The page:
CIGARETTE maker Mighty Corp. on Friday assured the public it would fully cooperate with government authorities after President Rodrigo Duterte urged it to pay P5 billion in tax deficiencies amid accusations it used counterfeit tax stamps on cigarette packs.
In a statement, Sigfrid Fortun, legal counsel of Mighty Corp., said the Mighty would do its best to address the issue and achieve the government’s tax collection goal.
“Anything to help the government achieve its tax and social upliftment activities will be fully supported by Mighty Corp. Following President Duterte’s comment on ways to address the tax issues besetting the company, it will continue to cooperate with the government to bring quick closure to them,” Fortun said.
Last March 7, the owner and lawyer of Mighty Corp., Alexander Wongchuking personally went to Justice Secretary Vitaliano Aguirre 2nd to deny any wrongdoing over allegations they tried to bribe the President.
On March 8, the Department of Justice issued an immigration lookout bulletin order (ILBO) against Mighty officials to monitor their movements.
Fortun said that his clients were willing to undergo legal processes.
“My clients do not intend to leave the country. They are ready to face any possible complaints. But as of now, there is no complaint filed against them. [The ILBO is part of the entire process,” Fortun said.
DoF firm on tax case
On Friday, the Finance department said it would pursue a tax evasion case against Mighty Corp. despite a pronouncement by President Duterte that he was open to a compromise settlement.
“There’s no settlement. How can we settle? We don’t know the total amount due yet,” Finance Secretary Carlos Dominguez 3rd told reporters at the sidelines of a tax reform forum.
On Thursday, President Duterte called on Mighty to pay the government P3 billion—which he later modified to P5 billion—as compromise settlement, after revealing that the cigarette manufacturer offered to pay P1.5 billion.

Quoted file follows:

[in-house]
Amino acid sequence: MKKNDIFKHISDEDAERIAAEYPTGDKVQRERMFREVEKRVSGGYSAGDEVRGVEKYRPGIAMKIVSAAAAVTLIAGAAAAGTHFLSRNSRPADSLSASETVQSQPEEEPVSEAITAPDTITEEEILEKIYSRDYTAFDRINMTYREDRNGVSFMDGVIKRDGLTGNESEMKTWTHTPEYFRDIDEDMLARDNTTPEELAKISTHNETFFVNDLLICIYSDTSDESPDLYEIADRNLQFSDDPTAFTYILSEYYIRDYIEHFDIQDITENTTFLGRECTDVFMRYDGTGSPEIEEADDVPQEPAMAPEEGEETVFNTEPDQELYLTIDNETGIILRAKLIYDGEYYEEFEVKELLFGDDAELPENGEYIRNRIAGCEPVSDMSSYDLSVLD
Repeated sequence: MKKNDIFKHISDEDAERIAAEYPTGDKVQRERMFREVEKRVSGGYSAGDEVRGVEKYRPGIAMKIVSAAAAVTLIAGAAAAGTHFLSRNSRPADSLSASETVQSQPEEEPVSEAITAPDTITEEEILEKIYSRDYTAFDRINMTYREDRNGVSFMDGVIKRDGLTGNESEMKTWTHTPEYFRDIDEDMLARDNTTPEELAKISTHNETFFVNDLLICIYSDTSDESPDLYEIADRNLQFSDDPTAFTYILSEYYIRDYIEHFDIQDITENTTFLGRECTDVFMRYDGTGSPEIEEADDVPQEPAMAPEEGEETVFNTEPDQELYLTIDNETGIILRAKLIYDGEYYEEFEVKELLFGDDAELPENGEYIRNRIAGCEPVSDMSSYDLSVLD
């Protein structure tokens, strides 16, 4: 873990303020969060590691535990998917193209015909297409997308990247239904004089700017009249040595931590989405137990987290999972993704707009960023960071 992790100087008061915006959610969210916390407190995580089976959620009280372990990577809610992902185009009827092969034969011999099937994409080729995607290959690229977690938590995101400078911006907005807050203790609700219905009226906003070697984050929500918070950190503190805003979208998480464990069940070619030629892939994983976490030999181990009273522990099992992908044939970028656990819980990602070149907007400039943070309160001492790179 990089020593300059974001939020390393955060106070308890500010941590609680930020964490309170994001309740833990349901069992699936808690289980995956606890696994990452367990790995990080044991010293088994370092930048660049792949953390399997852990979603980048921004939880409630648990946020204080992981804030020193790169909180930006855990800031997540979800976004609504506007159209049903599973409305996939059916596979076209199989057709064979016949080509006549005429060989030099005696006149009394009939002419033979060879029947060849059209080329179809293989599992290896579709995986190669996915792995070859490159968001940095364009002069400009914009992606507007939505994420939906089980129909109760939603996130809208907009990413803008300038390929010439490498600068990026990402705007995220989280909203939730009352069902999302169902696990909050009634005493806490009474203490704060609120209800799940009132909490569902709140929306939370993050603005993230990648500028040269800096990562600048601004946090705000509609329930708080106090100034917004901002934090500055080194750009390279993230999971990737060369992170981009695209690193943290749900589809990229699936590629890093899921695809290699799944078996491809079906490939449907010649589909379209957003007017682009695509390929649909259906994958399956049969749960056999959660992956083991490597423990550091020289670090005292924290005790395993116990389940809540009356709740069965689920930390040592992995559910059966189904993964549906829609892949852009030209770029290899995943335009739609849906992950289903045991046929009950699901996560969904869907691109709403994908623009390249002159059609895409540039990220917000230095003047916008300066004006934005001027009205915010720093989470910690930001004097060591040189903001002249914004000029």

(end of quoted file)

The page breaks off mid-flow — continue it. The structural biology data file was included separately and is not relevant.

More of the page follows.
Dominguez said the Bureau of Internal Revenue was still determining the correct amount, adding that lawyers for the cigarette manufacturing firm were “obstructing” government efforts to look into its business activities.
Dominguez was referring to the temporary restraining order (TRO) issued by Branch 1 of the Regional Trial Court of Manila, which prevents the Bureau of Customs from conducting raids or inspections at the warehouses of Mighty for a period of 20 days, or from March 3 to 23, 2017.
“We are moving very quickly to lift the TRO. We have already discussed this with the Executive Secretary and the Department of Justice. We will even go to the Supreme Court if necessary to lift that TRO,” he said.
“And of course as soon as we get all the evidence, we will file a case. That is our duty. It is not a question whether we want or not, it is our duty to do so,” he added.
The Action for Economic Reforms (AER) urged Duterte to implement existing laws in dealing with Mighty’s tax evasion case.
“Amnesty is bad policy. It will send a wrong signal and encourage bad behavior, not only to Philip Morris and other tobacco companies, but also among other corporations and taxpayers,” said Jo-Ann Diosana, AER senior economist and trustee.
“If the law is followed, Mighty must pay as much as P15 billion in taxes and fines which can build and repair even more hospitals nationwide for the impoverished Filipinos. The compromise amount is way below P15 billion,” said Diosana.
WITH A REPORT FROM MAYVELIN U. CARABALLO